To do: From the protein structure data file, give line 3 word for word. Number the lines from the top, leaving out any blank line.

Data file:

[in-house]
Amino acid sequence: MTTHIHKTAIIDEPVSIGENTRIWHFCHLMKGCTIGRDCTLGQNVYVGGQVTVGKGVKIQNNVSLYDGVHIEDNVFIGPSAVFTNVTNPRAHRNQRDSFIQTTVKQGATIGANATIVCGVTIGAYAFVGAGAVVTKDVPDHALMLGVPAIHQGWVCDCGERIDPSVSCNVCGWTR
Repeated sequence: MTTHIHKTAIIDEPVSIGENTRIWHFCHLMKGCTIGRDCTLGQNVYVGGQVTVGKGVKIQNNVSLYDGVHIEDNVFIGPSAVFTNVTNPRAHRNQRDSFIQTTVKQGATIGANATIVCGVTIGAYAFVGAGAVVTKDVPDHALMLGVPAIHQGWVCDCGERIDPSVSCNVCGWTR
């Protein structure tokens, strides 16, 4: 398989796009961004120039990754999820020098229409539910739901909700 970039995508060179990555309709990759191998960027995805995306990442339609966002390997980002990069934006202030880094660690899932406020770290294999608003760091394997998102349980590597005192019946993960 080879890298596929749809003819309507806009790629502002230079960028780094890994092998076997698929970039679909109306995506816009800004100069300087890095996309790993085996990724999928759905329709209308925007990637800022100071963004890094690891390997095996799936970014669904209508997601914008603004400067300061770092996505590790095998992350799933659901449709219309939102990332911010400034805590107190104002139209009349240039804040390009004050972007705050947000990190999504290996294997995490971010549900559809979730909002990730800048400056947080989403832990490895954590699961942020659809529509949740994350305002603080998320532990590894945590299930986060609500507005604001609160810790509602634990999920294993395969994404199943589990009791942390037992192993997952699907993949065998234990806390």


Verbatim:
Repeated sequence: MTTHIHKTAIIDEPVSIGENTRIWHFCHLMKGCTIGRDCTLGQNVYVGGQVTVGKGVKIQNNVSLYDGVHIEDNVFIGPSAVFTNVTNPRAHRNQRDSFIQTTVKQGATIGANATIVCGVTIGAYAFVGAGAVVTKDVPDHALMLGVPAIHQGWVCDCGERIDPSVSCNVCGWTR